Describe your role
I look after the children’s list at Laurence King Publishing. I’m responsible for managing the department, developing publishing strategy, commissioning new books and overseeing development from concept through to product. We publish mostly non-fiction and activity, with an emphasis on illustration, design and creativity.
What do you like best about your role?
It’s a very exciting time to be working in children’s non-fiction. There are so many beautiful, innovative books coming out now and lots of scope for new ideas. When we’re developing concepts in children’s, it’s not unusual to find us making paper dinosaurs or experimenting with shadow play on the office wall. I love the creativity that’s involved in coming up with concepts or working closely with a talented illustrator or author to turn their great ideas into reality. It more than makes up for all the time I also spend staring at budget spreadsheets.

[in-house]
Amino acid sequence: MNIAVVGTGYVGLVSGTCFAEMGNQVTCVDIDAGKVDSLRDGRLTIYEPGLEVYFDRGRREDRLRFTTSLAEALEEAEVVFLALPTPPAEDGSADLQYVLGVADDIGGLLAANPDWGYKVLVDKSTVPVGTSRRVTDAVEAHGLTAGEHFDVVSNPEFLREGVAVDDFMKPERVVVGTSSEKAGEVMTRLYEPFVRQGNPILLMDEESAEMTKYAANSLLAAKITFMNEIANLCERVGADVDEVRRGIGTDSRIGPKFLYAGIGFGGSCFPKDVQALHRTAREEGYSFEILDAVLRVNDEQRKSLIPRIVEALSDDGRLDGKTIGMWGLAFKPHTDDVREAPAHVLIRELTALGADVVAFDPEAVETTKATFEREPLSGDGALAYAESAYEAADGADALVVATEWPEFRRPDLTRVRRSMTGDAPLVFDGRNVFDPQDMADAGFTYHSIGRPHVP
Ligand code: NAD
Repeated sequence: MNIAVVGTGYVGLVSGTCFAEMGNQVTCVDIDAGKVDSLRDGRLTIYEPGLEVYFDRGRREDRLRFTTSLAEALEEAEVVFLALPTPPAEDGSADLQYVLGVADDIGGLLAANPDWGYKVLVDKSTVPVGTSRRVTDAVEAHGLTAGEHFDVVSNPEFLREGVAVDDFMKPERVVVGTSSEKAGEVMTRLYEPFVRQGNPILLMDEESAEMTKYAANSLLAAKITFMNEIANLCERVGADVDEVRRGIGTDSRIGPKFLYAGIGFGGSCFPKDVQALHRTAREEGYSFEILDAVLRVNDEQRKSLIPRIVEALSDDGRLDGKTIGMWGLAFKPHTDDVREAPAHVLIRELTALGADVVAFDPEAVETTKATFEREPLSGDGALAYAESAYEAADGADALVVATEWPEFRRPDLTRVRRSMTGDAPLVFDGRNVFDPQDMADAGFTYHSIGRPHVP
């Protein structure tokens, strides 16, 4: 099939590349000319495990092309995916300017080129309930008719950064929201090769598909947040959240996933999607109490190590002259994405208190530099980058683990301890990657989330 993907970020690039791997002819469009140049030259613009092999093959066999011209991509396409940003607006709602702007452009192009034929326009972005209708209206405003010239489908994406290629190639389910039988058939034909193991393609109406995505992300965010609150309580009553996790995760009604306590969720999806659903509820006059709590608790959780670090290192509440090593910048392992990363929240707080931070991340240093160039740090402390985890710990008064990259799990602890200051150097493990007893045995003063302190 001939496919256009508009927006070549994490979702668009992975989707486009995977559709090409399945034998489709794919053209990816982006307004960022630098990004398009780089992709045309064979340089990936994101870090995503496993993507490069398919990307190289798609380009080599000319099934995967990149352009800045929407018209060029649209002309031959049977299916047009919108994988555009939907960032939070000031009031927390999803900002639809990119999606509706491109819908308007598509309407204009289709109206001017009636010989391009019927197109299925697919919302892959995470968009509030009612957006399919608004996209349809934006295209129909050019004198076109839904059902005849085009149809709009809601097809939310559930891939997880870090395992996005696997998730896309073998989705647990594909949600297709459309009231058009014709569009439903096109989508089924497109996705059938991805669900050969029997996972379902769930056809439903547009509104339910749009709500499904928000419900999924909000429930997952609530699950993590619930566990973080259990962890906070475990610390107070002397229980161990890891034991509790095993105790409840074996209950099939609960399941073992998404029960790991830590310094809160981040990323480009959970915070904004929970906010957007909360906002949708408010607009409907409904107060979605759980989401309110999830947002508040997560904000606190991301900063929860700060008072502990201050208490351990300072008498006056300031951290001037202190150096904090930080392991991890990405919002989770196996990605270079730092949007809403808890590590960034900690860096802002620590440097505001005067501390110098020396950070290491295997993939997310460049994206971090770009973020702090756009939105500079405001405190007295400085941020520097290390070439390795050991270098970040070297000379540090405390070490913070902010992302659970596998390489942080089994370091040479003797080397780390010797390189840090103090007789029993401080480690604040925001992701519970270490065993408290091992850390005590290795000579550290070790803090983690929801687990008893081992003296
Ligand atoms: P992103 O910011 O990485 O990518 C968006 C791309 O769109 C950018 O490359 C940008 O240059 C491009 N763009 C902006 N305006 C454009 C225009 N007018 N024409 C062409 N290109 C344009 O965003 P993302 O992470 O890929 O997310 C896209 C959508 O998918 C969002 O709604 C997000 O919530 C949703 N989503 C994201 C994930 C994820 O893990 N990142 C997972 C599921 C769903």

Which new titles are you working on at the moment?
We’ve just started a new year’s commissioning plan, which means lots of research and lots more paper dinosaurs. I’m also eagerly awaiting the arrival of our new autumn list and hearing early responses to it, which will help us shape our future commissioning.
What makes a good children’s book idea?
A clear concept that can be summed up easily, striking illustration and a strong gut instinct about the “magic” qualities of the proposal. As commissioning editor, you are the book’s first champion. If you can’t sell the book in-house with passion and conviction, it’s unlikely that your sales and rights teams will be able to either.
What advice would you give to those looking to work in the industry?
Editorial is competitive, but it’s also an area where having a particular niche skill can be a great asset for the right publisher. When looking for jobs, consider approaching specialist lists where your own unique interests will really make your application stand out from the crowd.